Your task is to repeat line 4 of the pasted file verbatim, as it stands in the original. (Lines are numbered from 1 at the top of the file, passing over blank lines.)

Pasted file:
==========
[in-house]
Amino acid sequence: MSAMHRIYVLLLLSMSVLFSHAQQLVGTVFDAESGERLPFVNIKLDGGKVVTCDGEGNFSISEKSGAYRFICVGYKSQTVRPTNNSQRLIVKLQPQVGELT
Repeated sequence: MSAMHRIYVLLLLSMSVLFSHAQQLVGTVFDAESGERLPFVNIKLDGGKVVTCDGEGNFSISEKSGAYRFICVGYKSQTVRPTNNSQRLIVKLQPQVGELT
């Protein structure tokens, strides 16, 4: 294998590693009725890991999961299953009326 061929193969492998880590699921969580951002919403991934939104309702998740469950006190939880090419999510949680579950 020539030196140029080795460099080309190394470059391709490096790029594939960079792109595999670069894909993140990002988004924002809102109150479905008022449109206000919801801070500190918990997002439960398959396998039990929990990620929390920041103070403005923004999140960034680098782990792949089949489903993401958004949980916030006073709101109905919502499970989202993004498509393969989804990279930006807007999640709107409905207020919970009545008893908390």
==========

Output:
């Protein structure tokens, strides 16, 4: 294998590693009725890991999961299953009326 061929193969492998880590699921969580951002919403991934939104309702998740469950006190939880090419999510949680579950 020539030196140029080795460099080309190394470059391709490096790029594939960079792109595999670069894909993140990002988004924002809102109150479905008022449109206000919801801070500190918990997002439960398959396998039990929990990620929390920041103070403005923004999140960034680098782990792949089949489903993401958004949980916030006073709101109905919502499970989202993004498509393969989804990279930006807007999640709107409905207020919970009545008893908390």